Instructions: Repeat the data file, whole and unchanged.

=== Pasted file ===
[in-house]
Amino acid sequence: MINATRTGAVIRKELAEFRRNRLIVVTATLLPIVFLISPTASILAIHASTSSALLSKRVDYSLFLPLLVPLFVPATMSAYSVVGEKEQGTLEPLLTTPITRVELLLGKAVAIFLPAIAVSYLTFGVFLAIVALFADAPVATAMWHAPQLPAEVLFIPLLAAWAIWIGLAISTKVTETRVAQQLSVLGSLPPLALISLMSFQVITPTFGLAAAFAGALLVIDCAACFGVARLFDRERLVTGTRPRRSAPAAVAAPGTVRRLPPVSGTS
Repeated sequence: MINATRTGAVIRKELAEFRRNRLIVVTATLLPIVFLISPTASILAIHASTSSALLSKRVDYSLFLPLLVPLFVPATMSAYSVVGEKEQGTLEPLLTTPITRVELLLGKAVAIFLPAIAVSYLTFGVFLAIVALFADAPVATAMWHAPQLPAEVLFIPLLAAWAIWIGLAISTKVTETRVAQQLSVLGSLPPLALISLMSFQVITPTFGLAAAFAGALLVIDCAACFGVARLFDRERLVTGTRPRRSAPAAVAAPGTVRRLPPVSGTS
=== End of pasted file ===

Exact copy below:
[in-house]
Amino acid sequence: MINATRTGAVIRKELAEFRRNRLIVVTATLLPIVFLISPTASILAIHASTSSALLSKRVDYSLFLPLLVPLFVPATMSAYSVVGEKEQGTLEPLLTTPITRVELLLGKAVAIFLPAIAVSYLTFGVFLAIVALFADAPVATAMWHAPQLPAEVLFIPLLAAWAIWIGLAISTKVTETRVAQQLSVLGSLPPLALISLMSFQVITPTFGLAAAFAGALLVIDCAACFGVARLFDRERLVTGTRPRRSAPAAVAAPGTVRRLPPVSGTS
Repeated sequence: MINATRTGAVIRKELAEFRRNRLIVVTATLLPIVFLISPTASILAIHASTSSALLSKRVDYSLFLPLLVPLFVPATMSAYSVVGEKEQGTLEPLLTTPITRVELLLGKAVAIFLPAIAVSYLTFGVFLAIVALFADAPVATAMWHAPQLPAEVLFIPLLAAWAIWIGLAISTKVTETRVAQQLSVLGSLPPLALISLMSFQVITPTFGLAAAFAGALLVIDCAACFGVARLFDRERLVTGTRPRRSAPAAVAAPGTVRRLPPVSGTS